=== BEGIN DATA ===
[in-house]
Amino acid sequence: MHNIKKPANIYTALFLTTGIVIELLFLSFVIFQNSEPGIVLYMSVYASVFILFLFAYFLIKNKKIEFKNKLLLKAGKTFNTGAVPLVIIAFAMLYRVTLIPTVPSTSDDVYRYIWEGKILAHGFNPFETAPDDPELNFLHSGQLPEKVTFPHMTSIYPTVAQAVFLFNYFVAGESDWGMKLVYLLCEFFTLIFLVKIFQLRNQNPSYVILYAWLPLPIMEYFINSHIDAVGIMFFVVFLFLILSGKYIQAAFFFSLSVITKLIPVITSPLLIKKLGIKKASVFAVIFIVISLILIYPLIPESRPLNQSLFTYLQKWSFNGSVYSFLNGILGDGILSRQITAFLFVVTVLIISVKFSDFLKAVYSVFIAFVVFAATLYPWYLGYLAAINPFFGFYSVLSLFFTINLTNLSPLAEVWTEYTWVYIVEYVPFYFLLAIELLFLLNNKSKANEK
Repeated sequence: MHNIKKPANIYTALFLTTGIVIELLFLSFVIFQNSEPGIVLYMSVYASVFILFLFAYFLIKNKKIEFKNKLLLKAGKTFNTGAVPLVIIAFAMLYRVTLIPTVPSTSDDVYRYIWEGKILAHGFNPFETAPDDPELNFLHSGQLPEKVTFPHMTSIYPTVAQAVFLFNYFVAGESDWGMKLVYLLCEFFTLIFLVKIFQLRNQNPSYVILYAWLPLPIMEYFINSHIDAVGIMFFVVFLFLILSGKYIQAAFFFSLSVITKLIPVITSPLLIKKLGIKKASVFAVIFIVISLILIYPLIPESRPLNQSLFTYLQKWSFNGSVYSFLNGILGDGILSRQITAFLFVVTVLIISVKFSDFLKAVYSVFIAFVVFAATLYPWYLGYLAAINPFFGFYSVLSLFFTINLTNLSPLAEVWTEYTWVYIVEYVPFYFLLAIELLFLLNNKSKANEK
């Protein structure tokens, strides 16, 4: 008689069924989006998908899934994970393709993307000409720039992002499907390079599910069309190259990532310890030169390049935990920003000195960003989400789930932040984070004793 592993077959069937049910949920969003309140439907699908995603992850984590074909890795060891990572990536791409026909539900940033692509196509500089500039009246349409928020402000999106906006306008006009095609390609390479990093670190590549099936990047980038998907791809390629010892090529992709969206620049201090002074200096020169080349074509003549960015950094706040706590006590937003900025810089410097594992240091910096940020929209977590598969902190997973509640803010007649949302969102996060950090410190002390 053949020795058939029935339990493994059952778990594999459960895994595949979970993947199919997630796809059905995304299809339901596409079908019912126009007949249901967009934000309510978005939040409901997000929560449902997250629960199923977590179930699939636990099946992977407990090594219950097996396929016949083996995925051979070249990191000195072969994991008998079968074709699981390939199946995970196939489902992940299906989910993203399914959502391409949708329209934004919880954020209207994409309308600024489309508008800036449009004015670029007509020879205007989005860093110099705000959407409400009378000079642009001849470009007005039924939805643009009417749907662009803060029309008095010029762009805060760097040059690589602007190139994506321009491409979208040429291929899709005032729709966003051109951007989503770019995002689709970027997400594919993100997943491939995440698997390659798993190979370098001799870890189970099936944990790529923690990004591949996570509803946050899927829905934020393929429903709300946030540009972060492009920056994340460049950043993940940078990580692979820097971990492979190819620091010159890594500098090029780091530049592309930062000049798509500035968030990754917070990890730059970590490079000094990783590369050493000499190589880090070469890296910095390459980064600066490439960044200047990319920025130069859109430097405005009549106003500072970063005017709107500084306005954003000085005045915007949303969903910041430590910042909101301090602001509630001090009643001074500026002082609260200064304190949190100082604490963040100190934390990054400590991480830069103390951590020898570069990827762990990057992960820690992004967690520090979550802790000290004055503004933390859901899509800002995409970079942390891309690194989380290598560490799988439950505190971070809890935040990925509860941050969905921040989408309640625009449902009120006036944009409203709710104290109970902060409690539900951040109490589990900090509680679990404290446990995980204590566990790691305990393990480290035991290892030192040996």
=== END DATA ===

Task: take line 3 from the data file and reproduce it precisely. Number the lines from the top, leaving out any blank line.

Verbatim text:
Repeated sequence: MHNIKKPANIYTALFLTTGIVIELLFLSFVIFQNSEPGIVLYMSVYASVFILFLFAYFLIKNKKIEFKNKLLLKAGKTFNTGAVPLVIIAFAMLYRVTLIPTVPSTSDDVYRYIWEGKILAHGFNPFETAPDDPELNFLHSGQLPEKVTFPHMTSIYPTVAQAVFLFNYFVAGESDWGMKLVYLLCEFFTLIFLVKIFQLRNQNPSYVILYAWLPLPIMEYFINSHIDAVGIMFFVVFLFLILSGKYIQAAFFFSLSVITKLIPVITSPLLIKKLGIKKASVFAVIFIVISLILIYPLIPESRPLNQSLFTYLQKWSFNGSVYSFLNGILGDGILSRQITAFLFVVTVLIISVKFSDFLKAVYSVFIAFVVFAATLYPWYLGYLAAINPFFGFYSVLSLFFTINLTNLSPLAEVWTEYTWVYIVEYVPFYFLLAIELLFLLNNKSKANEK